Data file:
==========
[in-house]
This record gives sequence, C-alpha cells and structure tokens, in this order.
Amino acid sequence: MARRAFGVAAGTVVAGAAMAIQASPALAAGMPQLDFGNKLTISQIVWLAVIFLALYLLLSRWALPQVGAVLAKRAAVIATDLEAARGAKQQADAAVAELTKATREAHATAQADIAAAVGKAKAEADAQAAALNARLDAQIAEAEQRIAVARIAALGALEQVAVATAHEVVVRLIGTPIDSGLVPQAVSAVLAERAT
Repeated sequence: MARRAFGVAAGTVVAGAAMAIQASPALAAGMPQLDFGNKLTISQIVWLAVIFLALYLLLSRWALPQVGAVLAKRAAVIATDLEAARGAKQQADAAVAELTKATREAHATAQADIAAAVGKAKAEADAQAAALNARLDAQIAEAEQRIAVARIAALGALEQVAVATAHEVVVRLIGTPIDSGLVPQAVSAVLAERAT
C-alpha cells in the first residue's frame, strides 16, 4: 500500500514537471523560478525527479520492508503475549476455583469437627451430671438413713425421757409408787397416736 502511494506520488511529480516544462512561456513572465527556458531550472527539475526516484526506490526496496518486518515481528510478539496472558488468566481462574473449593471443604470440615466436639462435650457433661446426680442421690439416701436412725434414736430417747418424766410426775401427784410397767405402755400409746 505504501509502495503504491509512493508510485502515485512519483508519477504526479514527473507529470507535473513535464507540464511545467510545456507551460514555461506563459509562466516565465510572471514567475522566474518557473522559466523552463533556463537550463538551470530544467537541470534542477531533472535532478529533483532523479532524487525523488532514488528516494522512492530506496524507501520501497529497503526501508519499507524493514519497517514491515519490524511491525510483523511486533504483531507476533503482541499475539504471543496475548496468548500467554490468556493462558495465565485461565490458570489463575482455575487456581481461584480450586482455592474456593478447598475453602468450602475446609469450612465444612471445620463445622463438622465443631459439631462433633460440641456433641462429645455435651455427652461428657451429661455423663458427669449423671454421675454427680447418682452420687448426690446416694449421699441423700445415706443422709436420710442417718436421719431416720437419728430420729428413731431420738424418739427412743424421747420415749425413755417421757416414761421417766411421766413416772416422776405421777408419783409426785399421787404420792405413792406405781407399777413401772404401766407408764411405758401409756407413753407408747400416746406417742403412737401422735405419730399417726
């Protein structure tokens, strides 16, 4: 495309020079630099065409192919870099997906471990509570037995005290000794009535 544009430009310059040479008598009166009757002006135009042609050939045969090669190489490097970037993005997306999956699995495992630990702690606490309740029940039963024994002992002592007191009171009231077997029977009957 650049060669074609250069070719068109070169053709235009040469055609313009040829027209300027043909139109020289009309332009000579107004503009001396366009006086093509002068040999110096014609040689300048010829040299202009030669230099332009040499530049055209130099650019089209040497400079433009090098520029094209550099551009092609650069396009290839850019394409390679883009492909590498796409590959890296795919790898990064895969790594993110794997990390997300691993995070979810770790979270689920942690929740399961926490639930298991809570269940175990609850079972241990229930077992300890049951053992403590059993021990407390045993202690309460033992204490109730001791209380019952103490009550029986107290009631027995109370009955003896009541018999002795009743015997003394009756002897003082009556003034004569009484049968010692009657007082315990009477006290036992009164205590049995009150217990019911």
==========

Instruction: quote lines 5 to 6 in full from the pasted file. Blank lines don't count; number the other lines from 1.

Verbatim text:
C-alpha cells in the first residue's frame, strides 16, 4: 500500500514537471523560478525527479520492508503475549476455583469437627451430671438413713425421757409408787397416736 502511494506520488511529480516544462512561456513572465527556458531550472527539475526516484526506490526496496518486518515481528510478539496472558488468566481462574473449593471443604470440615466436639462435650457433661446426680442421690439416701436412725434414736430417747418424766410426775401427784410397767405402755400409746 505504501509502495503504491509512493508510485502515485512519483508519477504526479514527473507529470507535473513535464507540464511545467510545456507551460514555461506563459509562466516565465510572471514567475522566474518557473522559466523552463533556463537550463538551470530544467537541470534542477531533472535532478529533483532523479532524487525523488532514488528516494522512492530506496524507501520501497529497503526501508519499507524493514519497517514491515519490524511491525510483523511486533504483531507476533503482541499475539504471543496475548496468548500467554490468556493462558495465565485461565490458570489463575482455575487456581481461584480450586482455592474456593478447598475453602468450602475446609469450612465444612471445620463445622463438622465443631459439631462433633460440641456433641462429645455435651455427652461428657451429661455423663458427669449423671454421675454427680447418682452420687448426690446416694449421699441423700445415706443422709436420710442417718436421719431416720437419728430420729428413731431420738424418739427412743424421747420415749425413755417421757416414761421417766411421766413416772416422776405421777408419783409426785399421787404420792405413792406405781407399777413401772404401766407408764411405758401409756407413753407408747400416746406417742403412737401422735405419730399417726
């Protein structure tokens, strides 16, 4: 495309020079630099065409192919870099997906471990509570037995005290000794009535 544009430009310059040479008598009166009757002006135009042609050939045969090669190489490097970037993005997306999956699995495992630990702690606490309740029940039963024994002992002592007191009171009231077997029977009957 650049060669074609250069070719068109070169053709235009040469055609313009040829027209300027043909139109020289009309332009000579107004503009001396366009006086093509002068040999110096014609040689300048010829040299202009030669230099332009040499530049055209130099650019089209040497400079433009090098520029094209550099551009092609650069396009290839850019394409390679883009492909590498796409590959890296795919790898990064895969790594993110794997990390997300691993995070979810770790979270689920942690929740399961926490639930298991809570269940175990609850079972241990229930077992300890049951053992403590059993021990407390045993202690309460033992204490109730001791209380019952103490009550029986107290009631027995109370009955003896009541018999002795009743015997003394009756002897003082009556003034004569009484049968010692009657007082315990009477006290036992009164205590049995009150217990019911």